WOBURN - Superintendent Dr. Matthew Crowley and other teachers recently received a truly special delivery.
Bringing in principals and other staffers to help unbox and unwrap the shipment, hundreds of Chromebooks finally arrived in Woburn recently, the superintendent told the School Committee at their latest Joyce Middle School gathering.
According to Crowley, the special delivery was a portion of the massive order for 1,900 computers placed by the city this June in anticipation of September's hybrid school reopening.
Explaining just how significant the technology acquisition is for the district, the central office administrator explained that new Technology Department Director Jennifer Judkins had hoped to obtain a similar number of laptops over a five-year period.
But COVID-19 and the district's resulting remote learning programs have upended that traditional integrated approach to acquiring technology.
The laptops are being given to students who might not have access to a separate computer at their residences, where all of Woburn's students are learning from on a part-time basis under the district's hybrid learning model.
"As of yesterday, we had about 880 on back order still, because there's a global supply issue," the superintendent explained.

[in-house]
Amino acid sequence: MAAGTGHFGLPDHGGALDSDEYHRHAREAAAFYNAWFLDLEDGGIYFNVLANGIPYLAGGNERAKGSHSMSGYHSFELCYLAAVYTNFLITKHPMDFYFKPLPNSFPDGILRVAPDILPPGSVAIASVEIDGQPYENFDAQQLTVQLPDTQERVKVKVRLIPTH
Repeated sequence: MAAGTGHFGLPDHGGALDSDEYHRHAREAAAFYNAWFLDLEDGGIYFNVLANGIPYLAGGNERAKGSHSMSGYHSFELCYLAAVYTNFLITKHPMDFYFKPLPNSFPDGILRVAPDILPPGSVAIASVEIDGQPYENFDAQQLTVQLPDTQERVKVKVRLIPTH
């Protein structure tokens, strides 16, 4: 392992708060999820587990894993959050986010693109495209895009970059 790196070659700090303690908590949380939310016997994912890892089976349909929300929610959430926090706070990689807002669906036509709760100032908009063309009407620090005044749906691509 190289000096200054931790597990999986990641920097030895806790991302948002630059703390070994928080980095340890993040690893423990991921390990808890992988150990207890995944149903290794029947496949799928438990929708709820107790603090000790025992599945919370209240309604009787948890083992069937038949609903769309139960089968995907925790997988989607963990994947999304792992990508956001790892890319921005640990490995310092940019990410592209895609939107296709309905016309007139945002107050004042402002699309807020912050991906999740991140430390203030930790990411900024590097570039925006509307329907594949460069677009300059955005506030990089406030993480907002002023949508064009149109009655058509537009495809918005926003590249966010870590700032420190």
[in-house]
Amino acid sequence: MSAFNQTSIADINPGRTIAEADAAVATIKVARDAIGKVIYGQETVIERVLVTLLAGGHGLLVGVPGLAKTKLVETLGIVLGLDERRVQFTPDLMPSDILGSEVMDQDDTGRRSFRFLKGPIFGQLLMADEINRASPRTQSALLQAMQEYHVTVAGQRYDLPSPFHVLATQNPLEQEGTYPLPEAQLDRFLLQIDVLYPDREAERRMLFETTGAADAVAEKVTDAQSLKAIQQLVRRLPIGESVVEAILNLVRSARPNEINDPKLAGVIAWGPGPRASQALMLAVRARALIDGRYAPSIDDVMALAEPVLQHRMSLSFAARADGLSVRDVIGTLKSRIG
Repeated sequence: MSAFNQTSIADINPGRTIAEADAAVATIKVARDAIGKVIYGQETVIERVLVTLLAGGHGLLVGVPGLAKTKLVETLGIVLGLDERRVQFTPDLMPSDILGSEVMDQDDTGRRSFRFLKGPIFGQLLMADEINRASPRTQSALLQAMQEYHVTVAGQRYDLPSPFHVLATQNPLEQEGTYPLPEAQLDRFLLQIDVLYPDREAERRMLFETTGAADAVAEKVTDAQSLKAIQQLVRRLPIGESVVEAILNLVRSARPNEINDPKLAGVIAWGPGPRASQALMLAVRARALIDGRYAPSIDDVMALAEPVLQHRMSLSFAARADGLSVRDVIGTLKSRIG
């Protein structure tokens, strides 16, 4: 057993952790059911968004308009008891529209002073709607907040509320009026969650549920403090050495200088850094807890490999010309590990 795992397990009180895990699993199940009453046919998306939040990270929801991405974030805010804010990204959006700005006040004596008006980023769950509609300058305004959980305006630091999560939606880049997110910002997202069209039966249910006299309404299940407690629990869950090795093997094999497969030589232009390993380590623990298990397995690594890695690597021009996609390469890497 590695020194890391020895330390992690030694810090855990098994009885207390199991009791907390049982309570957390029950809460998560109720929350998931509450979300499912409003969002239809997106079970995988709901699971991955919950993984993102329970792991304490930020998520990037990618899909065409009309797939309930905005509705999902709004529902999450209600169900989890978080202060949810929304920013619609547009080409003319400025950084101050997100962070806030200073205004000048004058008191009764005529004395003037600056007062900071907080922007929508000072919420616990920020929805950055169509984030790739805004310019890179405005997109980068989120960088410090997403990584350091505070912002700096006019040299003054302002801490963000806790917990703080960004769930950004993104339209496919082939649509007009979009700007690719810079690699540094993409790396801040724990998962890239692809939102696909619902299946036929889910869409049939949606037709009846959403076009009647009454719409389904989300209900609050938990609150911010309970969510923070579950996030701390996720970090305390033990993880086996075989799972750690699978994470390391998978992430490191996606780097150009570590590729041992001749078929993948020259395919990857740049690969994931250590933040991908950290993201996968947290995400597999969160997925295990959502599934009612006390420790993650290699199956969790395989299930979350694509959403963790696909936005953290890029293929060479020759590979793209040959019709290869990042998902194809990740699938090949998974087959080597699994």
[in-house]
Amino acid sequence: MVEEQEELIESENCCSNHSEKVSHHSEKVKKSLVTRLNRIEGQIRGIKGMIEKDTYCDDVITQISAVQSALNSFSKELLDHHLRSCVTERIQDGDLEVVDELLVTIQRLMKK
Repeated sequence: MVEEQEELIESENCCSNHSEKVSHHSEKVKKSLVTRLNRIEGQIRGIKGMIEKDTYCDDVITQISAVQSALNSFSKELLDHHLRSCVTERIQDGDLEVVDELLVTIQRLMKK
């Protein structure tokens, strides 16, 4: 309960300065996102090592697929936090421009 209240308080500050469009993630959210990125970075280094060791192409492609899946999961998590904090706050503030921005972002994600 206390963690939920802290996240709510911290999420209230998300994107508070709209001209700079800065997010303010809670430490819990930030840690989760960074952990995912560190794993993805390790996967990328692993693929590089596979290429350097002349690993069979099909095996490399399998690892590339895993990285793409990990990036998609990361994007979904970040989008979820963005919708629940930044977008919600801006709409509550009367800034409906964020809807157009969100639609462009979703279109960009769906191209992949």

City official planned to distribute the technology to high school pupils first, before then addressing needs at Woburn's two middle schools.
The superintendent throughout the recent meeting praised Woburn's technology workers and Jennifer Judkins, the department's new director, for shouldering the monumental task of preparing for the hybrid learning program this summer.
The district's technology specialists are also trying to help teachers and staff members understand the features of new computer software and streaming video-conferencing services relied upon for virtual classrooms.
According to Crowley, as those efforts continue, he is also asking Judkins to determine whether Woburn should be purchasing additional hot-spots, or portable wireless Internet access points.
The district purchased 20 of the devices in recent months for families that might not have an Internet connection.
Many internet service providers have announced free or heavily discounted access plans for low-income households, and school officials have tried to connect eligible households with those resources.
So far, local officials have not encountered many families without a way to connect to the Internet.
"Connectivity right now isn't really a major issue, but we still want to think ahead and [consider purchasing more hotspots]," said Crowley.